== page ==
Join us at UCLA's Intramural Field on May 27th and 28th for the JazzReggae Festival -- the largest, entirely student-produced and run event of its kind on the West Coast! Enjoy live performances from The Roots, Booker T. Jones, Gary Clark Jr, Shaggy, Don Carlos, and more! And look for the Amoeba booth on Sunday!
Jam Day - Sunday, May 27
Reggae Day - Monday, May 28
Gary Clark, Jr.
Booker T. Jones
UPDATE: Amoeba Hollywood is sold out of JazzReggae Fest passes, but tickets should be available at the gates on Sunday and Monday.
Monday, April 30, 2012 is the first annual International Jazz Day and to celebrate we're screening a documentary about Herbie Hancock, who, in addition to being a legendary, talented musician, is also the UNESCO Goodwill Ambassador for International Jazz Day. Join us for a FREE screening of Herbie Hancock: Possibilities at Space15Twenty in Hollywood on 4/30 at 8pm. We'll have a video message from Herbie Hancock to kick it off!
Watch part of our conversation with Herbie Hancock recently at Amoeba Hollywood. He spoke with us about the first International Jazz Day and the legacy of Jazz throughout the world.
Herbie Hancock: Possibilities
Ordinary music soars to extraordinary heights as gifted keyboardist Herbie Hancock joins forces with a variety of well-known music superstars to offer a completely original listening experience. As Hancock collaborates with such artists as Paul Simon, Annie Lennox, Sting, and Brian Eno, the cameras are permitted into the studios and behind-the-scenes to show just what happens when some of the greatest music minds of a generation converge.
Monday, April 30 at 8pm
1520 N. Cahuenga Blvd.
Los Angeles, CA 90028
Part of our Monday Movies series - a neighborhood collaboration between Amoeba and Space15Twenty and a great way to celebrate Monday night in Hollywood…and it's FREE!
We had the pleasure of interviewing the legendary Herbie Hancock at Amoeba Hollywood for a What's In My Bag? episode and to talk about his role as the UNESCO Goodwill Ambassador for International Jazz Day (April 30). During the shoot, Mr. Hancock told us about his Sony 4K 3D projector and his obsession with watching 3D Blu-ray movies.
Born in Chicago in 1940, Mr. Hancock was a child piano prodigy who performed a Mozart piano concerto with the Chicago Symphony Orchestra at age 11. He began playing jazz in high school, and cultivated a passion for electronics and science, double-majoring in music and electrical engineering in college. Over the course of his five decade career, his music has influenced musicians across genres, including jazz, soul, and electronic. As the UNESCO Goodwill Ambassador, Mr. Hancock will kick off the festivities in Paris on April 27, then flying to New Orleans and New York for events in both cities on April 30.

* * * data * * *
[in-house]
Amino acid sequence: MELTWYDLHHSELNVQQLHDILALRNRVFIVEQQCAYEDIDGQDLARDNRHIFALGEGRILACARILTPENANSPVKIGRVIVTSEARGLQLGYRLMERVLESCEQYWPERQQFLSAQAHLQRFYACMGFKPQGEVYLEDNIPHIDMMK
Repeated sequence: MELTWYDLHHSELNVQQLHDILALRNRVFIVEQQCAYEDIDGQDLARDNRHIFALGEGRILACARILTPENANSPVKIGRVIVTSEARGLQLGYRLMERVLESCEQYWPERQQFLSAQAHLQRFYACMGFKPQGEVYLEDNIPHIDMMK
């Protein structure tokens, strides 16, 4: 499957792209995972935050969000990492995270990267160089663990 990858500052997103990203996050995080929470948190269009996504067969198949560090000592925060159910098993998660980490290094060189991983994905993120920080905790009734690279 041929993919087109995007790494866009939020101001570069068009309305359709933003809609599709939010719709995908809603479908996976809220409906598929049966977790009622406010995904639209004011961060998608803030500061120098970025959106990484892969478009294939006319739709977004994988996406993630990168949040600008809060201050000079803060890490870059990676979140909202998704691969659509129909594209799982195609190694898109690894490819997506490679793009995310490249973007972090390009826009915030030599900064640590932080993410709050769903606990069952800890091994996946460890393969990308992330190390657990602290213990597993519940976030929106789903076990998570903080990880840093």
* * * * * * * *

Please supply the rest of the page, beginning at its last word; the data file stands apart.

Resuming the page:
We're screening a documentary about Mr. Hancock called Herbie Hancock: Possibilities for FREE on Monday, April 30 at Space 15Twenty (across from Amoeba Hollywood). More info.
As part of the ongoing Amoeblog series honoring Women's History Month (Which ends today, March 31st), this blog is the second part of the two celebrating women blues artists. The first, earlier this week, focused on women from the classic blues era (circa 1920s), while this one takes a look/listen at women blues artists spanning the decades since.
Koko Taylor "Blues Never Die" (1975)
Big Mama Thornton "Bumble Bee Blues" (with Muddy Waters Band, 1966)
"When you in trouble blues is a girl's best friend" singsKoko Tayloron her 1975 recording of "Blues Never Die" (audio above). Taylor, like many of the longtime blues women here (including Big Mama Thornton, whose track "Bumble Bee Blues" with Muddy Waters Band is also above) have also been categorized over the years as rhythm and blues, rock & roll, and jazz. The late great Etta James, who we lost just two months ago, is an example of a blues artist who was also classified as jazz, rhythm & blues, rock n roll, and gospel too. A 1992 concert version of her singing "I'd Rather Go Blind" - written by Ellington Jordan and co-credited to Billy Foster but first recorded by Etta James in 1968 - appears above. As we know, the moving song has in the years since become a standard for countless artists to cover.